• 12.3-inch digital instrument cluster
    • Wireless phone charger
    • 16-speaker Bang & Olufsen 3D sound system
    • DAB+ digital radio
    • Head-up display
    • Leather upholstery
    • Power-adjustable front seats
    • Heated front seats
    • Leatherette trim for centre console, upper dashboard, doors
    • Graphite grey inlays
    • Aluminium sill plates
    • Leather-wrapped steering wheel
    • Tri-zone climate control
    • Ambient lighting

    RS e-tron GT adds:

    • 21-inch alloy wheels
    • All-wheel steering
    • Electronically controlled fully variable rear-axle differential lock
    • RS e-tron “sport sound”
    • Rear privacy glass
    • Nappa leather upholstery
    • Ventilated front seats
    • Heated steering wheel
    • Dinamica and Nappa leather trim for dashboard, lower interior elements
    • Carbon twill matte inlays
    • Colour-adjustable ambient lighting
    • Stainless steel pedals

    Some – but not all – of the RS’ features can be added to the base e-tron GT via option packages. The RS can be had with additional option packages.

    The carbon and black exterior styling package costs $15,000 and includes:

    • Carbon roof (replaces glass roof)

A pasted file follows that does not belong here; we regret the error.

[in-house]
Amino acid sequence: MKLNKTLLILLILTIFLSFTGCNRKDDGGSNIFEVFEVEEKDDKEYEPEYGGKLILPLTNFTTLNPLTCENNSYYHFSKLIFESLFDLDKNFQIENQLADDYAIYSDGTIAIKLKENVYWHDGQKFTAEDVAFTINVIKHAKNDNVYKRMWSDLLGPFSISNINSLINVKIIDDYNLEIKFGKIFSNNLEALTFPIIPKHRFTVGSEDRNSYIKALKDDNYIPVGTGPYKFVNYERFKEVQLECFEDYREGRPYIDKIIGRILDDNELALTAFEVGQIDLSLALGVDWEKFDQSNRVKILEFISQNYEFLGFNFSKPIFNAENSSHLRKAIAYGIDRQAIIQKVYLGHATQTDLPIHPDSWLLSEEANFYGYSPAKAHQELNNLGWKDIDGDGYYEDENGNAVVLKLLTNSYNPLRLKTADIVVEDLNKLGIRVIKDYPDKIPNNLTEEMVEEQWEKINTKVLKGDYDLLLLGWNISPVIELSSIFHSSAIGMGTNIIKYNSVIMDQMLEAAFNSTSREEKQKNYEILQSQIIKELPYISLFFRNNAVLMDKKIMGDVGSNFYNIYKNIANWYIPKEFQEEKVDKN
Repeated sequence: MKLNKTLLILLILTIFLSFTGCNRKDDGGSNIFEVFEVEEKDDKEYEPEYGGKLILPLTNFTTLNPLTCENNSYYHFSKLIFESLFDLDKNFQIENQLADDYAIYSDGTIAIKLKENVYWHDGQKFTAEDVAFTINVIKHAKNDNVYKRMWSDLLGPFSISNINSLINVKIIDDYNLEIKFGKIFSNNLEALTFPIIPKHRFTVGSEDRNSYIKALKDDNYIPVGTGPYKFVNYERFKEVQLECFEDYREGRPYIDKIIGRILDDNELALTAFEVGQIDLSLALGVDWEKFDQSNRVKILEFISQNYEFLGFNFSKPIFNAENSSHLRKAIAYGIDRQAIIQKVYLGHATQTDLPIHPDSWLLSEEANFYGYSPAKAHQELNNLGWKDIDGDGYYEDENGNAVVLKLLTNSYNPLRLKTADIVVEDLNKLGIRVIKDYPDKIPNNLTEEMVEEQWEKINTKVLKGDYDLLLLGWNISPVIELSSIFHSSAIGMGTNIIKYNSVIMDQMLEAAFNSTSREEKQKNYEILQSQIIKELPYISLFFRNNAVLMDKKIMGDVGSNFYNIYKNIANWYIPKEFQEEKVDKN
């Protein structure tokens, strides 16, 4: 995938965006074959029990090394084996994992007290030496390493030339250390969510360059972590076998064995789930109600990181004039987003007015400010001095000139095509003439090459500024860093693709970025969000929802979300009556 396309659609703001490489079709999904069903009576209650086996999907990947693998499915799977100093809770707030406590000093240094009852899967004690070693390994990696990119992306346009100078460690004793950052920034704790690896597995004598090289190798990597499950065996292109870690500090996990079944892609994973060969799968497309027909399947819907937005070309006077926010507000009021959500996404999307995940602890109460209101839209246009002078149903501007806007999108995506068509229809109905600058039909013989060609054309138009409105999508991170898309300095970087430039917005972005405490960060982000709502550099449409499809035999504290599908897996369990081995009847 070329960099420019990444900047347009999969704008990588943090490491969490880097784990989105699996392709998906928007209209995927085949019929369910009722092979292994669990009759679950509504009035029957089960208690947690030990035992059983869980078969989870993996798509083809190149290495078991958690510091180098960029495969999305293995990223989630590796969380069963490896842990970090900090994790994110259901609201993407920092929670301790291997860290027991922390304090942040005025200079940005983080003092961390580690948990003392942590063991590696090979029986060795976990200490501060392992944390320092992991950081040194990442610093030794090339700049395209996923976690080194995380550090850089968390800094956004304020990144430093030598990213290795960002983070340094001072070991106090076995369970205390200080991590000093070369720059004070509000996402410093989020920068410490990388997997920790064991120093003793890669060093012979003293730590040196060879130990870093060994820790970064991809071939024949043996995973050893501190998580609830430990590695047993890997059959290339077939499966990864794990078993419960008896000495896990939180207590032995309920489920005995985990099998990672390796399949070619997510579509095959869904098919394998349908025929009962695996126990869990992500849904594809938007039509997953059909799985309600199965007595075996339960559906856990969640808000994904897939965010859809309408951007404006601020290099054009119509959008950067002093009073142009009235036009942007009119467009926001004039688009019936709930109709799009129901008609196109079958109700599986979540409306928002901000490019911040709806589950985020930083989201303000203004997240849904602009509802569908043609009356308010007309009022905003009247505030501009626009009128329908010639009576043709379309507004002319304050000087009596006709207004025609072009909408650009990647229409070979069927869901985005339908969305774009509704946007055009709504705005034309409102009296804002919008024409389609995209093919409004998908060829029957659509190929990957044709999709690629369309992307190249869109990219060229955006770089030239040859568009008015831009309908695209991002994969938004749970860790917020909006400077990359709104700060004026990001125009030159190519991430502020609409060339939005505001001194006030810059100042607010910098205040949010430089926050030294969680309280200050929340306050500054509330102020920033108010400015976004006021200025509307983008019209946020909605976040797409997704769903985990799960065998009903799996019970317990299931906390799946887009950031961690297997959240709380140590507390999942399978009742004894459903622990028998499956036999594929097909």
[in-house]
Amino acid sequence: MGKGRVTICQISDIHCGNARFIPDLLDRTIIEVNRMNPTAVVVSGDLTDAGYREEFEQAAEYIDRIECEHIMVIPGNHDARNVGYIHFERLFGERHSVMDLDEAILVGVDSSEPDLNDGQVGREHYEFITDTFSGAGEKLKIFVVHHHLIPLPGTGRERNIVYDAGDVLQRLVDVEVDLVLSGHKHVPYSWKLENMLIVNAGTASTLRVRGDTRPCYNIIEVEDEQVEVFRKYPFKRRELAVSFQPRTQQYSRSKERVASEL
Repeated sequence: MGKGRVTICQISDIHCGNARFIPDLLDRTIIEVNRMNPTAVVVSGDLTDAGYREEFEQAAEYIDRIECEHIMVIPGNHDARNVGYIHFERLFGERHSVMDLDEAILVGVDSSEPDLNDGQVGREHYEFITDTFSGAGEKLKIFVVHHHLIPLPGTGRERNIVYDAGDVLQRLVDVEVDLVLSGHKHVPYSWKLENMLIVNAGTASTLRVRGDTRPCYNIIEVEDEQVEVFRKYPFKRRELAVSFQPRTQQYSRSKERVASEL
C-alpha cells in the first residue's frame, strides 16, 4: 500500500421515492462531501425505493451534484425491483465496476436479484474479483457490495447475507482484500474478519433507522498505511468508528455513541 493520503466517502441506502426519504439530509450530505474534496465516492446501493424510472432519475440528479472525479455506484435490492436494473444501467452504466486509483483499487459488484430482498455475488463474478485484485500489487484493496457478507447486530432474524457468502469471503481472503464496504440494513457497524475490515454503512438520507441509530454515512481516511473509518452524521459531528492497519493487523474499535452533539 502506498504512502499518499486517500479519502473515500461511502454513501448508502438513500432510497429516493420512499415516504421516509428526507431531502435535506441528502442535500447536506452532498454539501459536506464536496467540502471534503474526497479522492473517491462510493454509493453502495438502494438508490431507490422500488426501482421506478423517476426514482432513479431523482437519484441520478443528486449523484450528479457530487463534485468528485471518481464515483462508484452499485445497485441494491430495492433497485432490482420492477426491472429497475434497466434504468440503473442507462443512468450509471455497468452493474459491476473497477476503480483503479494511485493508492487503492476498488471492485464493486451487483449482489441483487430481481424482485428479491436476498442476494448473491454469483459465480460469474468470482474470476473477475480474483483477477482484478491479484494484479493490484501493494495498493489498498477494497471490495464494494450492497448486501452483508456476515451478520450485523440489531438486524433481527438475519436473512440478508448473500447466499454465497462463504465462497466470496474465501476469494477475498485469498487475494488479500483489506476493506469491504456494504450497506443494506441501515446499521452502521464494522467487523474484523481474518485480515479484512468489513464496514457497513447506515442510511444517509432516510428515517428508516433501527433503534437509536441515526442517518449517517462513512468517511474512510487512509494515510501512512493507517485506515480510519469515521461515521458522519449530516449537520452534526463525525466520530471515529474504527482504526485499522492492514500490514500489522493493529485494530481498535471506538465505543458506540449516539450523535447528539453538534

• Front side air intakes, inlays in door trim strips and rear diffuser insert in carbon
    • Carbon exterior mirror caps
    • Black badges

    The Sensory package ($8400) adds:

    • Massaging front seats
    • Heated outboard rear seats
    • Air quality package with ioniser
    • Illuminated sill plates with carbon inlay
    • Black Dinamica headliner

    The red/grey RS design package ($4550) includes:

    • Alcantara-wrapped steering wheel (without heating)
    • Nappa leather upper dash, centre console and armrests
    • Express red or grey stitching elements
    • Centre console surround, door inserts and instrument panel cover in black Dinamica
    • Red or grey seatbelts
    • Black floor mats

    Our tester included the Sensory package, plus 22kW AC charging ($6900), gloss black badging (an extra $700), and different 21-inch alloy wheels (an extra $1800).

    Is the Audi e-tron GT safe?

    The Audi e-tron GT has yet to be tested by ANCAP or Euro NCAP.

    Standard safety equipment includes:

    • Autonomous emergency braking
      • Pedestrian detection (up to 85km/h)
      • Vehicle detection (up to 250km/h)
      • Cyclist detection (from 5km/h)
      • Junction assist
    • Adaptive cruise control with stop/go
    • Blind-spot monitoring
    • Lane keep assist
    • Rear cross-traffic alert
    • Safe exit warning
    • Surround-view camera
    • Front and rear parking sensors
    • Front, side and curtain airbags